Carnegie Wave Energy is expanding its commercial wave and microgrid projects into Sri Lanka through the signing of a Memorandum of Understanding (MoU) with the Lanka Energy Conservation.
The agreement focusses on identifying the opportunities and development pathways for commercial wave energy plants on Sri Lanka, as well as potential microgrid opportunities that would enable CETO wave farms to be integrated into the existing or new power infrastructure to supply clean power and freshwater, Carnegie explained.
The MOU was signed by Carnegie’s Greg Allen, and by Lanka Energy Conservation’s Dammica Wickramaratne in Colombo, Sri Lanka.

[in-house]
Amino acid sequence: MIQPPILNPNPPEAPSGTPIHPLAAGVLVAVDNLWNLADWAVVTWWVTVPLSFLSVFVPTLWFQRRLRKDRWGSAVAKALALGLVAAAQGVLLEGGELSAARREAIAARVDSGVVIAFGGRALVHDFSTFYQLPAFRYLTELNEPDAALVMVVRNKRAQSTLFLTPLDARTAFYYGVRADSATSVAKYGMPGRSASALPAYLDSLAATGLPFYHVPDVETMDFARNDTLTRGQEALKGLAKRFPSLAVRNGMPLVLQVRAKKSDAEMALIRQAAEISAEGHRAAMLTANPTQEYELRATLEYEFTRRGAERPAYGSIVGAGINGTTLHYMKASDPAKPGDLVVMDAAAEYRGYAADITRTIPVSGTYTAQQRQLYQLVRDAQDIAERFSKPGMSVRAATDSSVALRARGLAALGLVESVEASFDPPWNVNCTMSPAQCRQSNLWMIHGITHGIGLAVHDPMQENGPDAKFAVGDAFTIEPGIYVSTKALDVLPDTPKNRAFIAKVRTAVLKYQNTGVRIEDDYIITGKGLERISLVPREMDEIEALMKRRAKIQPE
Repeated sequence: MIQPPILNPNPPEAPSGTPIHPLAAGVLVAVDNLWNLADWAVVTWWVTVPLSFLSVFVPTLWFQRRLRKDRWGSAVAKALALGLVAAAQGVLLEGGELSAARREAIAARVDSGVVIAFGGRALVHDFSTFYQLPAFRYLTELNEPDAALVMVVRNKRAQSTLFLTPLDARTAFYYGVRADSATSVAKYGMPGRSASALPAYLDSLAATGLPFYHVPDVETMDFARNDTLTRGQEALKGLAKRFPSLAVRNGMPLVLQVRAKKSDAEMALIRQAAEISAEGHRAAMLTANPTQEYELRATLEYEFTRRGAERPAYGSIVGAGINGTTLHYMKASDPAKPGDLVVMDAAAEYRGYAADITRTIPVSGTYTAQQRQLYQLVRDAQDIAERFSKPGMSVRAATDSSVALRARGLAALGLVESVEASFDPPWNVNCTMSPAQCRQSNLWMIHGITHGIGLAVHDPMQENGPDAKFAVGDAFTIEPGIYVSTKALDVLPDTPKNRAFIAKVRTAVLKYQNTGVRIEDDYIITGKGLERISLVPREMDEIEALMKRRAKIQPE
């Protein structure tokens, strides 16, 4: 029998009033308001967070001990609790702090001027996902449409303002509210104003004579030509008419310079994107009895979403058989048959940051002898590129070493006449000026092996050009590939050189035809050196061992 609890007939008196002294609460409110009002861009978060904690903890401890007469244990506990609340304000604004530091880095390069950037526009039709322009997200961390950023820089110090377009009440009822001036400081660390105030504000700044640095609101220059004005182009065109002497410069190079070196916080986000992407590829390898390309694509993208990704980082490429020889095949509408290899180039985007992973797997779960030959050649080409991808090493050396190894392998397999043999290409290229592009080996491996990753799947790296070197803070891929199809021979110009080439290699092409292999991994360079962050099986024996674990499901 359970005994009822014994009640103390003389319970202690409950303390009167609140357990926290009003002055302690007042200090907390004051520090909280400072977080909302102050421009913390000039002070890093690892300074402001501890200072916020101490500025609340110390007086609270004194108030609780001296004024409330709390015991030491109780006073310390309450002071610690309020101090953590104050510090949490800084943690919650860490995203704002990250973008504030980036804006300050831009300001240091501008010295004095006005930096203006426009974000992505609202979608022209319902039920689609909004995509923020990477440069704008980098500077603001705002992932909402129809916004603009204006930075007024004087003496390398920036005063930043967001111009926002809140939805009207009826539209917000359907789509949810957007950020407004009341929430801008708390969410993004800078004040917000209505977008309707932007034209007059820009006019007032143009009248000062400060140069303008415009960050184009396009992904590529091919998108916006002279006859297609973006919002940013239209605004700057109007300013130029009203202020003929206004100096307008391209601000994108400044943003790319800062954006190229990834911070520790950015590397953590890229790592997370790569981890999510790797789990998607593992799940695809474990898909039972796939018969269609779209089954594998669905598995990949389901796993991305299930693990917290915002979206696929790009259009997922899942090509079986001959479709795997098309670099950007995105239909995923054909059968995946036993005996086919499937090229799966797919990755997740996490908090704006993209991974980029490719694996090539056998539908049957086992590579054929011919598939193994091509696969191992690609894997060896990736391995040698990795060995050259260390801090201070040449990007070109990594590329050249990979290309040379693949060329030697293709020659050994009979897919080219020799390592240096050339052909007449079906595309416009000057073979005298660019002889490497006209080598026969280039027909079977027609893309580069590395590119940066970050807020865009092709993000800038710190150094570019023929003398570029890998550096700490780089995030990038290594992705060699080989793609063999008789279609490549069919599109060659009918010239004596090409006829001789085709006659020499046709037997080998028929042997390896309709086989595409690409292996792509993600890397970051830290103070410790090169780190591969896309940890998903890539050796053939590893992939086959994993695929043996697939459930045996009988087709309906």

Carnegie’s chief operating officer Greg Allen said: “Carnegie has made significant progress in our entry into the small island markets this year. The signing of this MOU provides us with another opportunity to provide services to explore the possibility of incorporating CETO, along with microgrid solutions, to enable high penetration of renewable energy, displacing imported diesel.”
Chairman and managing director of Lanka Energy Conservation, Dammica Wickramaratne added: “Sri Lanka shows good potential for wave, solar and wind energy power. Our population of 23 million is currently powered predominately by a mix of coal, diesel and hydropower with less than only 5% being powered by wind and solar. Sri Lanka is also a signatory to the Paris Agreement for Sustainable Energy development.”